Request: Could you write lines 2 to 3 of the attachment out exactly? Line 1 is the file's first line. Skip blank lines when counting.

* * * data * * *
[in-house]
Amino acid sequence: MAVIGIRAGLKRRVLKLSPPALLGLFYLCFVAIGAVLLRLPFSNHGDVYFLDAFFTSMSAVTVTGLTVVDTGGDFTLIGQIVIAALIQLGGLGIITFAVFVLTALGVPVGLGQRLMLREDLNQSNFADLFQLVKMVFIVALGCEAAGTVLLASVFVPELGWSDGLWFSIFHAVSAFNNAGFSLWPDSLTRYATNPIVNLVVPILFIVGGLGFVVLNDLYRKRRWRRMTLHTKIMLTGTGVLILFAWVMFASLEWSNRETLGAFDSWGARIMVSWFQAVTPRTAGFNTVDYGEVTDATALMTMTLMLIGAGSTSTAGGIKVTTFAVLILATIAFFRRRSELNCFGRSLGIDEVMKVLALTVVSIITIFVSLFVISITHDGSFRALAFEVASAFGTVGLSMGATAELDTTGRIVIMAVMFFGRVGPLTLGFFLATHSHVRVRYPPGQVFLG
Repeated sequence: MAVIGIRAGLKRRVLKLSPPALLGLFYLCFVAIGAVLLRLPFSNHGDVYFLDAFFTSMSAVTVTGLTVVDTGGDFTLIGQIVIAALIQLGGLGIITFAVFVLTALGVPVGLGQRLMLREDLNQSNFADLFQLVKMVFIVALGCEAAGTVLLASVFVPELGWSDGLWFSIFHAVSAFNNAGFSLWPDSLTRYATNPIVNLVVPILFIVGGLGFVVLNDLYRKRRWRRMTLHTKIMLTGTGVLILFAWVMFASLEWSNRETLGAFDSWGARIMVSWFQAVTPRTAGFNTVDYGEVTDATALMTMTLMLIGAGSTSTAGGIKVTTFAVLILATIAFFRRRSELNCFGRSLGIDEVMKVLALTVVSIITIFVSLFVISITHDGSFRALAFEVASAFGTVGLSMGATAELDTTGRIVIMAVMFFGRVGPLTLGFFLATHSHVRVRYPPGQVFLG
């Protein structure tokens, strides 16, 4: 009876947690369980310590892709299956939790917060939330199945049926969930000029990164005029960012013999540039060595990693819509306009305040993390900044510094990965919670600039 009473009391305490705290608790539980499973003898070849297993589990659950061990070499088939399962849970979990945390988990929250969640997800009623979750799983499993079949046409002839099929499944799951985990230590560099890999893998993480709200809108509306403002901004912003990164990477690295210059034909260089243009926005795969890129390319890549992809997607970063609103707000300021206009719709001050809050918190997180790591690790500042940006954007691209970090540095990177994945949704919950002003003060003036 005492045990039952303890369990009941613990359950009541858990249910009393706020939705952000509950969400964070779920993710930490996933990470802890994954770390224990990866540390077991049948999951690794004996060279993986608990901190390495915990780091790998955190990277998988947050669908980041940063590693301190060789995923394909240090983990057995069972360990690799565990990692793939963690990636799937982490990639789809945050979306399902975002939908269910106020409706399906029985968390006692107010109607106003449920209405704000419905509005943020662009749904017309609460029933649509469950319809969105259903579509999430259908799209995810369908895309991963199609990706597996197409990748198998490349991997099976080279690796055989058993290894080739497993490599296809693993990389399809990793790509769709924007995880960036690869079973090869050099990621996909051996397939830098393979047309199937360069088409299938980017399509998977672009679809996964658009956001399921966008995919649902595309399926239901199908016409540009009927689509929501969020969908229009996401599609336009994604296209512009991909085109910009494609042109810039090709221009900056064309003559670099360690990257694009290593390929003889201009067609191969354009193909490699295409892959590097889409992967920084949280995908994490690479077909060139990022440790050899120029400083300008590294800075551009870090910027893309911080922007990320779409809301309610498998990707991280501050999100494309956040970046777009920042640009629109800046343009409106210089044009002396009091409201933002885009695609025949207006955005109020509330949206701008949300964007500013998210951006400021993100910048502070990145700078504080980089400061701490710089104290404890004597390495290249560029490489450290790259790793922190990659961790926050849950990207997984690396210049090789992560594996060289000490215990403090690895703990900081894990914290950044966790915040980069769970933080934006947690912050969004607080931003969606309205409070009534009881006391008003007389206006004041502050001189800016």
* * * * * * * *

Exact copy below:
Amino acid sequence: MAVIGIRAGLKRRVLKLSPPALLGLFYLCFVAIGAVLLRLPFSNHGDVYFLDAFFTSMSAVTVTGLTVVDTGGDFTLIGQIVIAALIQLGGLGIITFAVFVLTALGVPVGLGQRLMLREDLNQSNFADLFQLVKMVFIVALGCEAAGTVLLASVFVPELGWSDGLWFSIFHAVSAFNNAGFSLWPDSLTRYATNPIVNLVVPILFIVGGLGFVVLNDLYRKRRWRRMTLHTKIMLTGTGVLILFAWVMFASLEWSNRETLGAFDSWGARIMVSWFQAVTPRTAGFNTVDYGEVTDATALMTMTLMLIGAGSTSTAGGIKVTTFAVLILATIAFFRRRSELNCFGRSLGIDEVMKVLALTVVSIITIFVSLFVISITHDGSFRALAFEVASAFGTVGLSMGATAELDTTGRIVIMAVMFFGRVGPLTLGFFLATHSHVRVRYPPGQVFLG
Repeated sequence: MAVIGIRAGLKRRVLKLSPPALLGLFYLCFVAIGAVLLRLPFSNHGDVYFLDAFFTSMSAVTVTGLTVVDTGGDFTLIGQIVIAALIQLGGLGIITFAVFVLTALGVPVGLGQRLMLREDLNQSNFADLFQLVKMVFIVALGCEAAGTVLLASVFVPELGWSDGLWFSIFHAVSAFNNAGFSLWPDSLTRYATNPIVNLVVPILFIVGGLGFVVLNDLYRKRRWRRMTLHTKIMLTGTGVLILFAWVMFASLEWSNRETLGAFDSWGARIMVSWFQAVTPRTAGFNTVDYGEVTDATALMTMTLMLIGAGSTSTAGGIKVTTFAVLILATIAFFRRRSELNCFGRSLGIDEVMKVLALTVVSIITIFVSLFVISITHDGSFRALAFEVASAFGTVGLSMGATAELDTTGRIVIMAVMFFGRVGPLTLGFFLATHSHVRVRYPPGQVFLG